Georgia's Online Cancer Information Center

Find A Clinical Trial

Phase III IGRT and SBRT vs IGRT and Hypofractionated IMRT for Localized Intermediate Risk Prostate Cancer

Status
Active
Cancer Type
Prostate Cancer
Trial Phase
Phase III
Eligibility
18 Years and older, Male
Study Type
Treatment
NCT ID
NCT03367702
Protocol IDs
NRG-GU005 (primary)
NRG-GU005
NCI-2017-01398
Study Sponsor
NRG Oncology

Summary

This randomized phase III trial studies how well stereotactic body radiation therapy works compared to intensity-modulated radiation therapy in treating patients with stage IIA-B prostate cancer. Radiation therapy uses high energy x-rays to kill tumor cells and shrink tumors. Stereotactic body radiation therapy is a specialized radiation therapy that sends x-rays directly to the tumor using smaller doses over several days and may cause less damage to normal tissue. Stereotactic body radiation therapy may work better in treating patients with prostate cancer.

Objectives

PRIMARY OBJECTIVES:
I. To determine whether stereotactic body radiation therapy (SBRT) can be shown to be superior to hypofractionated intensity-modulated radiation therapy (IMRT) in terms of genitourinary (GU) and gastrointestinal (GI) toxicity by having fewer patients that experience a minimal important decline (MID) in urinary irritation/obstructive and bowel Health Related Quality of Life (HRQOL) as measured by Expanded Prostate Cancer Index Composite (EPIC)-26 at 24 months post completion of therapy.
II. To determine if SBRT (5 fractions of 7.25 Gy) is superior to hypofractionated IMRT (28 fractions of 2.5 Gy) as measured by disease free survival (DFS).

SECONDARY OBJECTIVES:
I. To determine whether SBRT can be shown to be superior to hypofractionated IMRT at 12 and 24 months post completion of therapy in terms of HRQOL by having fewer patients that experience a minimal important decline (MID) bowel (12 months only) sexual, hormonal, urinary irritation/obstructive (12 months only) and in urinary incontinence HRQOL as measured by EPIC-26.
II. To determine if SBRT (5 fractions of 7.25 Gy) is superior to hypofractionated IMRT (28 fractions of 2.5 Gy) as measured by biochemical failure, overall survival, local failure, prostate cancer specific survival, and distant metastases.
III. To determine the correspondence between the diagnostic magnetic resonance imaging (MRI) and biopsy.

TERTIARY OBJECTIVES:
I. To determine whether a potentially more expensive therapy, SBRT, would be cost-effective than standard hypofractionated IMRT as measured by the European Quality of Life Five Dimension Five Level Scale Questionnaire (EQ-5D-5L).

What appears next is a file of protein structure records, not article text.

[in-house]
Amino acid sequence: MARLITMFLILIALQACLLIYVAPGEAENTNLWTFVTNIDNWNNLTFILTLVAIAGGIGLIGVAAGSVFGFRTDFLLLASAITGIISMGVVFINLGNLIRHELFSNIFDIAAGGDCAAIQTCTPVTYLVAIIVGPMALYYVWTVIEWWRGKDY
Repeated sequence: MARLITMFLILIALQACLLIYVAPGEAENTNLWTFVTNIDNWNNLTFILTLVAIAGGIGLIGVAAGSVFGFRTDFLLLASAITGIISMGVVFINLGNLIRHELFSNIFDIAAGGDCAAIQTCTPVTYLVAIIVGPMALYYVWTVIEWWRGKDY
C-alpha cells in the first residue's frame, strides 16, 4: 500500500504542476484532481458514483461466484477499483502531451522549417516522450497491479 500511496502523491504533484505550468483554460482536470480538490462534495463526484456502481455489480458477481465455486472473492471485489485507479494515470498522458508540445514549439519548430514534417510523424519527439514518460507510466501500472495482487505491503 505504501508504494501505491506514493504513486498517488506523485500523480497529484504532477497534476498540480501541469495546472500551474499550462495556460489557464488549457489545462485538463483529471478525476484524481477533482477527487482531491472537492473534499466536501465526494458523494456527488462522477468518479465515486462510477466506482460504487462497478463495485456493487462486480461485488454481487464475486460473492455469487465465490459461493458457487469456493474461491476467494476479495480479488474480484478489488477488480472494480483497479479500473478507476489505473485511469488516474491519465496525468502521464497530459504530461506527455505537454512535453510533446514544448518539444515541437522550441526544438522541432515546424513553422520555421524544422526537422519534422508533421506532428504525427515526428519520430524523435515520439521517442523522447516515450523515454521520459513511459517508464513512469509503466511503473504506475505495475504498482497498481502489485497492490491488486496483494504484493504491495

II. To explore the relationship between prostate imaging-reporting and data system (PIRADS)version (v)2 grade with biochemical failure.
III. Collect specimens for future translational research analyses.

OUTLINE: Patients are randomized into 1 of 2 arms.

ARM I: Patients undergo IMRT once daily for 5 fractions per week for 28 fractions over less than 32 business days.

ARM II: Patients undergo SBRT at least every other day for 2-3 fractions per week for 5 fractions over less than 12 business days.

After completion of study treatment, patients are followed up every 6-12 months for 2 years.

Treatment Sites in Georgia

Emory Saint Joseph's Hospital


5665 Peachtree Dunwoody Road NE
Atlanta, GA 30342
www.emoryhealthcare.org

Emory University Hospital - Midtown


550 Peachtree Street NE
Atlanta, GA 30308
404-686-4411
www.emoryhealthcare.org

Grady Memorial Hospital


80 Jesse Hill Jr. Drive, SE
Atlanta, GA 30303
www.gradyhealth.org

Piedmont Fayette Hospital


1255 Highway 54 West
Fayetteville, GA 30214
404-851-2340
www.piedmont.org

Piedmont Hospital - Atlanta


1968 Peachtree Road, NW
Atlanta, GA 30309
www.piedmont.org

Winship Cancer Institute of Emory University


1365 Clifton Road NE
Building C
Atlanta, GA 30322
404-778-5180
winshipcancer.emory.edu

**Clinical trials are research studies that involve people. These studies test new ways to prevent, detect, diagnose, or treat diseases. People who take part in cancer clinical trials have an opportunity to contribute to scientists’ knowledge about cancer and to help in the development of improved cancer treatments. They also receive state-of-the-art care from cancer experts... Click here to learn more about clinical trials.
Georgia CORE

 

Advancing Cancer Care through Partnerships and Innovation

Georgia CORE is a public-private partnership that creates collaboration among the state’s cancer organizations and institutions to connect more Georgians to quality, personalized cancer care. We welcome you to this one-of-a-kind online information center for all things related to cancer and survivorship care in Georgia.